The conviction of a Royal Marines commando for killing an irregular non-uniformed Taliban guerilla has caused a lot of controversy, both in the UK and abroad. Our English correspondent Seneca III has some choice words to say on the matter.
A Day of Infamy
by Seneca III
I speak now as an ex-Royal Marine and stand prepared to have my comments in this post judged accordingly.
Yesterday, 6th December 2013, Sergeant Alexander Blackman, 39, a Royal Marines Commando who has given fifteen years of dangerous, selfless service, much of it in Iraq and Afghanistan ,was jailed for life and will have to serve at least ten years before being eligible for parole for killing a wounded, non-uniformed Taliban on the battlefield in contravention of the terms of the (First) Geneva Convention, specifically concerning “…the treatment of wounded and sick armed forces in the field”, although the actual Courts Martial charge was one of murder.
As the media are and have been covering the background to and the actual circumstances of this case in substantial detail, and as the comments sections of the on-line media adequately reflect the feelings of the public at large, I do not intend to elaborate on the conviction, its ramifications, comparative sentencing or the definition of ‘armed forces’ here this day — British and allied GoV readers will have to make up their own minds and reflect upon their now and future position on this matter, but would be well advised to contemplate the words of Pastor Niemöller as they do so.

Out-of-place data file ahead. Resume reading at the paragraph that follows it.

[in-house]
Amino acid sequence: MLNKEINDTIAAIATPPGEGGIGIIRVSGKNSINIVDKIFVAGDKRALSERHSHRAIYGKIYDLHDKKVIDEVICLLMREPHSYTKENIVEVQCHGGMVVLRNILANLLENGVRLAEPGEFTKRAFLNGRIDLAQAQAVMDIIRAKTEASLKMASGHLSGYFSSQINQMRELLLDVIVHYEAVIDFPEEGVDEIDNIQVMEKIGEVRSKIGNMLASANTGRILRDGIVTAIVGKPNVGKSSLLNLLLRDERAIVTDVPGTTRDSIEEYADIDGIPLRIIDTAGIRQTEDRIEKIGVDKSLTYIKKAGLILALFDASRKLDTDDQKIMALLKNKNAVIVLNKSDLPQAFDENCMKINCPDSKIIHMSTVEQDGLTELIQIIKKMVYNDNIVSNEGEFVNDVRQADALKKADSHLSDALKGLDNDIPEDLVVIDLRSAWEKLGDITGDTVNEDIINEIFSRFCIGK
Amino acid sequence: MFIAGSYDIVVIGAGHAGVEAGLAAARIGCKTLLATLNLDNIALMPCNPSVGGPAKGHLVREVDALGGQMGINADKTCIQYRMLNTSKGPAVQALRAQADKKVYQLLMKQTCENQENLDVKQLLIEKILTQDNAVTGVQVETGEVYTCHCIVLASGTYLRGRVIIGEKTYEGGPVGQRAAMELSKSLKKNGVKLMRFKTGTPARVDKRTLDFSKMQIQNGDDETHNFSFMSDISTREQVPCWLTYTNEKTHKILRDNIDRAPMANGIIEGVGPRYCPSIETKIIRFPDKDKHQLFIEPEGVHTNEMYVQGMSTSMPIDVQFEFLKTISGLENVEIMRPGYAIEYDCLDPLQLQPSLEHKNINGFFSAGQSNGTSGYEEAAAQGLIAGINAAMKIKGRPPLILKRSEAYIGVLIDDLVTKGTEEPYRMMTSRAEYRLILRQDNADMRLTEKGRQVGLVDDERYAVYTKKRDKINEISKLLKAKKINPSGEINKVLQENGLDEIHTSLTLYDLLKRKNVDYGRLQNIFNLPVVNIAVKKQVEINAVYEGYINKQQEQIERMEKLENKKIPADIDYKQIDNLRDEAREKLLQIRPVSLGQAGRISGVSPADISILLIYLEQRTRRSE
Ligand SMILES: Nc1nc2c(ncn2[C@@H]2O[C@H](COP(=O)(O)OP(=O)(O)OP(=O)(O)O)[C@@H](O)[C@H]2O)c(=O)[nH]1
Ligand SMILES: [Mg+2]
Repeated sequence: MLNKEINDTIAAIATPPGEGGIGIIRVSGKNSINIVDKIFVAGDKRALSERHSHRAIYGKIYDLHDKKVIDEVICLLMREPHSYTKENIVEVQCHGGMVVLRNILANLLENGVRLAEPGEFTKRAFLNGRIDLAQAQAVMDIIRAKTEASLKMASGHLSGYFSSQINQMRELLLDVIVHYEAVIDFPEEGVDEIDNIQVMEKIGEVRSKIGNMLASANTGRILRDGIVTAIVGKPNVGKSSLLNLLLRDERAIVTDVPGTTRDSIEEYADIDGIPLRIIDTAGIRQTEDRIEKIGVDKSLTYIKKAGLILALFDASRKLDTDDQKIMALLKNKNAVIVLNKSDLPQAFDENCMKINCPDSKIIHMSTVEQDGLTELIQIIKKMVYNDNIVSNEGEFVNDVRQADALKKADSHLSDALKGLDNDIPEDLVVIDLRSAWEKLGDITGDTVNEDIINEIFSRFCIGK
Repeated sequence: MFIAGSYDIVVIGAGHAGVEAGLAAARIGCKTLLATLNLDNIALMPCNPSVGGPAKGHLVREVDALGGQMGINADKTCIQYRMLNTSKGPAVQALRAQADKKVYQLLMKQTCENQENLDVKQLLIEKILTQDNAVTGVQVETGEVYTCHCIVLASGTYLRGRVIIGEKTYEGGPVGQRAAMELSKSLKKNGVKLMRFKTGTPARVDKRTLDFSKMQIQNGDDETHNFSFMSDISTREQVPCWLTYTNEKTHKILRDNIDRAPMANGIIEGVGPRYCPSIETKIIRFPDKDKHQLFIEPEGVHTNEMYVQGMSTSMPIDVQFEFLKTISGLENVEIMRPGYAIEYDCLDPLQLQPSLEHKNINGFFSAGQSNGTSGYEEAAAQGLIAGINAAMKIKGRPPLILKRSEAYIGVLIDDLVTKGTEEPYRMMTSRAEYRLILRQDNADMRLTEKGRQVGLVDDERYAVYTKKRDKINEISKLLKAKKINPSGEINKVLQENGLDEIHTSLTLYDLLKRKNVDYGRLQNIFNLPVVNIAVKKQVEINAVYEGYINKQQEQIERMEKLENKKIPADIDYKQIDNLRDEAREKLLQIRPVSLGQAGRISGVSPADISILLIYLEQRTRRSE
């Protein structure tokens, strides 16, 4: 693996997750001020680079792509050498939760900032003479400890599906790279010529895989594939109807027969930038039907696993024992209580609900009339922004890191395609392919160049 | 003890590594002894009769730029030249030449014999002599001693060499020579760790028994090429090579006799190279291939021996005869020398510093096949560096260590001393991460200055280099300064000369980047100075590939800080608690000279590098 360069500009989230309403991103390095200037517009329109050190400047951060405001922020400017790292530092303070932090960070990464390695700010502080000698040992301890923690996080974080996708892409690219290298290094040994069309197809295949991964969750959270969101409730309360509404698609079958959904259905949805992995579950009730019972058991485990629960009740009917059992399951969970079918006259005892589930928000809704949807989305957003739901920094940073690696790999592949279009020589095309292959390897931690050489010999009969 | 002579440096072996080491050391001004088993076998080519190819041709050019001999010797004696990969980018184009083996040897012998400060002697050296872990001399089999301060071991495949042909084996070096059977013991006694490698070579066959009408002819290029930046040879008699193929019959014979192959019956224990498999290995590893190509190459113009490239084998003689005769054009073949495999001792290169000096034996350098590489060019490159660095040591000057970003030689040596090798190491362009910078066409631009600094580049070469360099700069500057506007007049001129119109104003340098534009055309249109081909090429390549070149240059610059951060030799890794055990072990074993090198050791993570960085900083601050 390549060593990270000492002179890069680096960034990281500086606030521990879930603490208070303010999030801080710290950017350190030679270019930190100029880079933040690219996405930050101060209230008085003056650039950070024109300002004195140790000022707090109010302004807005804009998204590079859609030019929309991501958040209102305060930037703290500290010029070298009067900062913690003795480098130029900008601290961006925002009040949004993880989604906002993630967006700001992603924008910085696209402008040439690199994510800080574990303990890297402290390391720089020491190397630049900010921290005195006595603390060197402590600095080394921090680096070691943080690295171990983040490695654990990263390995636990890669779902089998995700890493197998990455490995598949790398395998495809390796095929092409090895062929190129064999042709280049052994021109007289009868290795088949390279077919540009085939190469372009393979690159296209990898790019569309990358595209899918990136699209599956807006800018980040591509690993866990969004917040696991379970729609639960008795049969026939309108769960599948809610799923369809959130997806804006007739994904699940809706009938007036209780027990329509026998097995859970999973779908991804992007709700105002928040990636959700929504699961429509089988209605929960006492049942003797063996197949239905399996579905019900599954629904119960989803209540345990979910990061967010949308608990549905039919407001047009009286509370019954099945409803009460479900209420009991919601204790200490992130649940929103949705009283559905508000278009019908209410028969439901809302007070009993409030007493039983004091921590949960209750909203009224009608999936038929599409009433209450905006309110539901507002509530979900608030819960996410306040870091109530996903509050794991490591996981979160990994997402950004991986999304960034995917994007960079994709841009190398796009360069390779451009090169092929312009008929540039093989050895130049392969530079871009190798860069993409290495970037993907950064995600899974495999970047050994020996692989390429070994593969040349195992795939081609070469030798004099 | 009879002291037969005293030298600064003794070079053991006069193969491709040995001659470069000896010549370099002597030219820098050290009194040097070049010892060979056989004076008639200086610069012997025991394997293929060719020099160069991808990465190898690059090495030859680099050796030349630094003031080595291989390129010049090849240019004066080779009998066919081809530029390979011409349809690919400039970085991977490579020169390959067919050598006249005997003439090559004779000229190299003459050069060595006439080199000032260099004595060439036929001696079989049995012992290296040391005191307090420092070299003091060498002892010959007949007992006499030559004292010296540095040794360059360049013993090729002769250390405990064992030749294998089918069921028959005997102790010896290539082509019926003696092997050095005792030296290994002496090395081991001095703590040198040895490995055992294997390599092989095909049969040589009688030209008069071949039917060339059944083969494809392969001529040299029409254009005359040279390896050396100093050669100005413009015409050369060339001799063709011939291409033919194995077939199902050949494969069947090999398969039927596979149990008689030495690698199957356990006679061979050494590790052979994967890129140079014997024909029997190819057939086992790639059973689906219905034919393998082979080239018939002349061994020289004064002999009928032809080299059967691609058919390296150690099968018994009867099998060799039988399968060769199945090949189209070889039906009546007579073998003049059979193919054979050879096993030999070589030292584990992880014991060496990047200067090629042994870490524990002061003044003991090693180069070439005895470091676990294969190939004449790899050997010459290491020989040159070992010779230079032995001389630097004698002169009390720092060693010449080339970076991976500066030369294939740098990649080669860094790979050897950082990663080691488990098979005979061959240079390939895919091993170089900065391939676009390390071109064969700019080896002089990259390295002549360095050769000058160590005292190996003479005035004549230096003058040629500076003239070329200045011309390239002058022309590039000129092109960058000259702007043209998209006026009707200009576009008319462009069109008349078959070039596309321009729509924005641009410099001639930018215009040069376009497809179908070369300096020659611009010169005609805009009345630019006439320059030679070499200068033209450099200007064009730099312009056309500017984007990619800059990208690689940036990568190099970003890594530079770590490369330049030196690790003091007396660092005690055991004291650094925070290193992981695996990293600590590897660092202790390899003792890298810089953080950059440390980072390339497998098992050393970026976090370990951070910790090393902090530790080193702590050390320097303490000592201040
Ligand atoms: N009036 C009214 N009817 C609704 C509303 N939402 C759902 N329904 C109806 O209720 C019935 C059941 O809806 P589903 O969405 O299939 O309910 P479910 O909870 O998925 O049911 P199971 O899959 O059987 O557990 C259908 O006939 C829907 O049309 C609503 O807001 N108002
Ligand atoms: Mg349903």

My personal response is simply this: The Judiciary, the Political Establishment that appointed them — and who may or may not have influenced the judgement and sentencing behind closed doors — together with the deconstructionist, Islam enabling chatterati cheering in the background, know all of you this; I WILL NOT FORGET THIS DAY NOR WILL I FORGIVE YOU THIS BETRAYAL — EVER.
Middle England, 07/12/2013
For links to previous essays by Seneca III, see the Seneca III Archives.